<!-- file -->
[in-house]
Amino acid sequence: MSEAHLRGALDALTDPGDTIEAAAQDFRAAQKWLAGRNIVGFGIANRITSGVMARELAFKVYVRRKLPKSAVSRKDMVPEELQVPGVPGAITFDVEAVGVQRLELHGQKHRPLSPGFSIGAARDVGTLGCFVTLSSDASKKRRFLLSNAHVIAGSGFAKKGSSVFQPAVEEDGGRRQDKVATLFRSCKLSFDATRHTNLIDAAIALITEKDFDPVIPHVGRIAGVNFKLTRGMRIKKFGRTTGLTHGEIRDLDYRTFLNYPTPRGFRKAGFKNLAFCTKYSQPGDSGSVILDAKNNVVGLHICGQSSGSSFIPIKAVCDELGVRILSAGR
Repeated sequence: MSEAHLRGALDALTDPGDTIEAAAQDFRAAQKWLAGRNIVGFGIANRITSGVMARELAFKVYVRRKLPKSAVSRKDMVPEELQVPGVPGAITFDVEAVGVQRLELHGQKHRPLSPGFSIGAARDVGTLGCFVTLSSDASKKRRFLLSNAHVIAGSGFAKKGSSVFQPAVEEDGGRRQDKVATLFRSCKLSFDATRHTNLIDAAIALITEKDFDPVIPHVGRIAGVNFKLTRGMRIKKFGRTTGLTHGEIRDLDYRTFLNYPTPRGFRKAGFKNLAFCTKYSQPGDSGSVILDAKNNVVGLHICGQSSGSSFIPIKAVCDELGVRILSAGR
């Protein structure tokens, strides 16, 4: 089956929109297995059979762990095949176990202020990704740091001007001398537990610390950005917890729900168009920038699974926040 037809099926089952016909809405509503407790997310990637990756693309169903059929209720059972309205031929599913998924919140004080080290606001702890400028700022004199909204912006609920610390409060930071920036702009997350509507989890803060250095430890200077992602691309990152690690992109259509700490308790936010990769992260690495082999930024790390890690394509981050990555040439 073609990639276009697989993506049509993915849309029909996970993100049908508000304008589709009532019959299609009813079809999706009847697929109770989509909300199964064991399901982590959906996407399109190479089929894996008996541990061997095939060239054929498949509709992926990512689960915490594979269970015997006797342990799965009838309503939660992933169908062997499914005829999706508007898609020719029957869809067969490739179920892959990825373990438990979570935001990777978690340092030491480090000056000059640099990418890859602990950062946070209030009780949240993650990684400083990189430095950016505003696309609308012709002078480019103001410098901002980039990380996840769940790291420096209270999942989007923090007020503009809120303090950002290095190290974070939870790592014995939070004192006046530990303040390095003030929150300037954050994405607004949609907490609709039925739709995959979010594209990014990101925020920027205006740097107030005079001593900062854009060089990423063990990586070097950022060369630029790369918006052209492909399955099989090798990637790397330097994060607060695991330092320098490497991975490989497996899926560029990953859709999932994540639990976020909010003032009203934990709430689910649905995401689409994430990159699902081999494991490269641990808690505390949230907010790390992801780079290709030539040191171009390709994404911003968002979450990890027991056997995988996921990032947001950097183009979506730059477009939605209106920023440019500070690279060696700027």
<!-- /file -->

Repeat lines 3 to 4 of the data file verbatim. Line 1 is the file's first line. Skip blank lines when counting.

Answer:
Repeated sequence: MSEAHLRGALDALTDPGDTIEAAAQDFRAAQKWLAGRNIVGFGIANRITSGVMARELAFKVYVRRKLPKSAVSRKDMVPEELQVPGVPGAITFDVEAVGVQRLELHGQKHRPLSPGFSIGAARDVGTLGCFVTLSSDASKKRRFLLSNAHVIAGSGFAKKGSSVFQPAVEEDGGRRQDKVATLFRSCKLSFDATRHTNLIDAAIALITEKDFDPVIPHVGRIAGVNFKLTRGMRIKKFGRTTGLTHGEIRDLDYRTFLNYPTPRGFRKAGFKNLAFCTKYSQPGDSGSVILDAKNNVVGLHICGQSSGSSFIPIKAVCDELGVRILSAGR
């Protein structure tokens, strides 16, 4: 089956929109297995059979762990095949176990202020990704740091001007001398537990610390950005917890729900168009920038699974926040 037809099926089952016909809405509503407790997310990637990756693309169903059929209720059972309205031929599913998924919140004080080290606001702890400028700022004199909204912006609920610390409060930071920036702009997350509507989890803060250095430890200077992602691309990152690690992109259509700490308790936010990769992260690495082999930024790390890690394509981050990555040439 073609990639276009697989993506049509993915849309029909996970993100049908508000304008589709009532019959299609009813079809999706009847697929109770989509909300199964064991399901982590959906996407399109190479089929894996008996541990061997095939060239054929498949509709992926990512689960915490594979269970015997006797342990799965009838309503939660992933169908062997499914005829999706508007898609020719029957869809067969490739179920892959990825373990438990979570935001990777978690340092030491480090000056000059640099990418890859602990950062946070209030009780949240993650990684400083990189430095950016505003696309609308012709002078480019103001410098901002980039990380996840769940790291420096209270999942989007923090007020503009809120303090950002290095190290974070939870790592014995939070004192006046530990303040390095003030929150300037954050994405607004949609907490609709039925739709995959979010594209990014990101925020920027205006740097107030005079001593900062854009060089990423063990990586070097950022060369630029790369918006052209492909399955099989090798990637790397330097994060607060695991330092320098490497991975490989497996899926560029990953859709999932994540639990976020909010003032009203934990709430689910649905995401689409994430990159699902081999494991490269641990808690505390949230907010790390992801780079290709030539040191171009390709994404911003968002979450990890027991056997995988996921990032947001950097183009979506730059477009939605209106920023440019500070690279060696700027």